first_imgAffirmed, very distressing, scrutiny updates, and for the reading stack. It’s all here in the Friday roundup.AffirmedAs highlighted in this previous post, in July 2017 Dmitrij Harder was sentenced to 60 months (5 years) in federal prison and also ordered to forfeit $1.9 million after pleading guilty to two counts of violating the FCPA for “bribing an official at the European Bank for Reconstruction and Development (EBRD).”As highlighted in this previous post, in October 2017 Harder appealed his sentence on two issues: (i) that the trial court judge erred in declaring that the absence of loss to any victim from the defendant’s criminal conduct, coupled with exceptionally positive economic results flowing from the defendant’s nevertheless criminal conduct, was not a potentially mitigating factor for sentencing in a bribery case; and (ii) that the trial court judge erred in not granting a downward variance to avoid unwarranted disparities among offenders convicted of similar conduct.Yesterday in this opinion, the Third Circuit rejected Harder’s arguments and affirmed his sentence. The decision makes generic reference to a law professor who provided data regarding FCPA sentences. I am that law professor and I provided services to defense counsel in connection with sentencing issues.As highlighted in this prior post, in the Gerald & Patricia Green FCPA sentencing, the judge did seem persuaded by argument (1) highlighted above.“Very Distressing’In case you are wondering, Goldman Sachs CEO David Solomon finds it “very distressing to see two former Goldman Sachs employees went so blatantly around our policies and so blatantly broke the law.” (See here for the video; see here and here for prior posts on the recent enforcement action against individuals associated with Goldman).I find this FCPA Blog headline “Goldman Sachs: Our Sick Business Culture, Weak Controls Allowed 1MDB Abuses” very distressing. The post states: “Perhaps previewing the basis for an eventual FCPA settlement with the feds, Goldman describes among other things its own weak internal controls and sick business culture.”This is a 100% false and misleading statement and inaccurate summary of Goldman’s disclosure. (See here for the prior post).Scrutiny UpdatesAs highlighted here, Cognizant Technology Solutions has been under FCPA scrutiny since September 2016.The company recently disclosed:“We have substantially completed our internal investigation focused on whether certain payments relating to Company-owned facilities in India were made improperly and in possible violation of the U.S. Foreign Corrupt Practices Act, or FCPA, and other applicable laws. The investigation, which began in 2016, has also examined various other payments made in small amounts in India that may not have complied with Company policy or applicable law. In September 2016, we voluntarily notified the U.S. Department of Justice, or DOJ, and Securities and Exchange Commission, or SEC, and are cooperating fully with both agencies. The investigation has been conducted under the oversight of the Audit Committee, with the assistance of outside counsel. In connection with the investigation, during the year ended December 31, 2016, we recorded out-of-period corrections related to $4 million of potentially improper payments between 2009 and 2016 that had been previously capitalized when they should have been expensed. These out-of-period corrections were not material to any previously issued financial statements. There were no adjustments recorded during 2018 and 2017 related to the amounts under investigation. The Company’s discussions with the DOJ and SEC have progressed to a point where the Company can now reasonably estimate a probable loss and has recorded an accrual of $28 million, or FCPA Accrual, in the caption “Accrued expenses and other current liabilities” in our consolidated statements of financial position. There can be no assurance as to the timing of a final resolution of these matters with the DOJ and SEC.”In addition, for the quarter ended September 30, 2017 Cognizant disclosed $5 million “in costs related to the FCPA investigation and related lawsuits.”Vantage Drilling has been under FCPA scrutiny since Summer 2015 (see here for the prior post).Here is what a company executive stated on a recent investor conference call:“There are no updates regarding the investigation of the company by the SEC concerning possible violations of the FCPA Act with connection with the contracting the Titanium Explorer Drillship to Petrobras. As previously reported, we have reached an agreement in principle with the staff relating to terms of an offer of settlement, which is being presented to the commission for approval. While there can be no assurance that the offer settlement will be accepted by the commission, the company continues to believe the proposed resolution will become final in 2018. In connection with the offer of settlement, we have accrued a liability in the amount of $5 million. If the commission does not accept the offer of settlement, and the SEC determines the violations — that violations of the FCPA have occurred, the company could be subject to civil and criminal sanctions, including monetary penalties as well as additional requirements or changes to our business practices and compliance programs, any or all of which could have a material adverse effect on our business and financial condition.”For the Reading StackThe most recent edition of the always informative FCPA Update from Debevoise & Plimpton is here with articles concerning the recent Petrobras enforcement action and the U.K. SFO’s extraterritorial powers.See here for Miller & Chevalier’s FCPA Autumn Review. (Note though that the firm’s FCPA enforcement statistics are a bit wacky). FCPA Institute – Boston (Oct. 3-4) A unique two-day learning experience ideal for a diverse group of professionals seeking to elevate their FCPA knowledge and practical skills through active learning. Learn more, spend less. CLE credit is available. Learn More & Registerlast_img read more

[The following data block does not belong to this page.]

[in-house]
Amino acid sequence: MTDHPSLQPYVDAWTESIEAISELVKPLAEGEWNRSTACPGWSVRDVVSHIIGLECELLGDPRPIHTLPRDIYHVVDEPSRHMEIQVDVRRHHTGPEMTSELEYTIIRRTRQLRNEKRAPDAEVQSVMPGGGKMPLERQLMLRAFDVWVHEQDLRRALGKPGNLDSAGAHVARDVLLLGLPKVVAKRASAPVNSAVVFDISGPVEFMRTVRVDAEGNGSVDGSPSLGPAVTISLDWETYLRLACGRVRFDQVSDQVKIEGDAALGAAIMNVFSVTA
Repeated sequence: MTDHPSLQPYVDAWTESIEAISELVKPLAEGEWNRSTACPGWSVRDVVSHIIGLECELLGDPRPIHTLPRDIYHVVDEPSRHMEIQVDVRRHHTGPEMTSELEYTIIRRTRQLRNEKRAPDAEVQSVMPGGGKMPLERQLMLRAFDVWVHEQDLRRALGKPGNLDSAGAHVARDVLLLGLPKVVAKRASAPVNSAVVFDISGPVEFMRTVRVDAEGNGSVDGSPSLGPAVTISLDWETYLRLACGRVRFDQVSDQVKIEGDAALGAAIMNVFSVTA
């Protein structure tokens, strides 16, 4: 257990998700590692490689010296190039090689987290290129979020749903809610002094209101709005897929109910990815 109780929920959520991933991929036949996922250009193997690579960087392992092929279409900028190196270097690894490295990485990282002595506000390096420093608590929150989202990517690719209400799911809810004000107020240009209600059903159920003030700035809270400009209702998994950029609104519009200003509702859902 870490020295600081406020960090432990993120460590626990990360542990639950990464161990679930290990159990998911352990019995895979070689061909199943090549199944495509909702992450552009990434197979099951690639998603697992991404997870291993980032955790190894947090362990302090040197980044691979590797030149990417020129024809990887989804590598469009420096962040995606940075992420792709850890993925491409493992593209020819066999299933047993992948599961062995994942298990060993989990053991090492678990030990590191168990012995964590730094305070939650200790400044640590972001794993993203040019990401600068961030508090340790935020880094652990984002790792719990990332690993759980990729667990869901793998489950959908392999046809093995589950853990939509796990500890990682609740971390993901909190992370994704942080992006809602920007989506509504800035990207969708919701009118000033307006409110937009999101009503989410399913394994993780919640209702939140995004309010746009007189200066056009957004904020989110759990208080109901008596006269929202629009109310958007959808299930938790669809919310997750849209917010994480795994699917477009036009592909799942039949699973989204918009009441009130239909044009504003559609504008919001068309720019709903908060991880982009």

Artificial ovaries could soon be a reality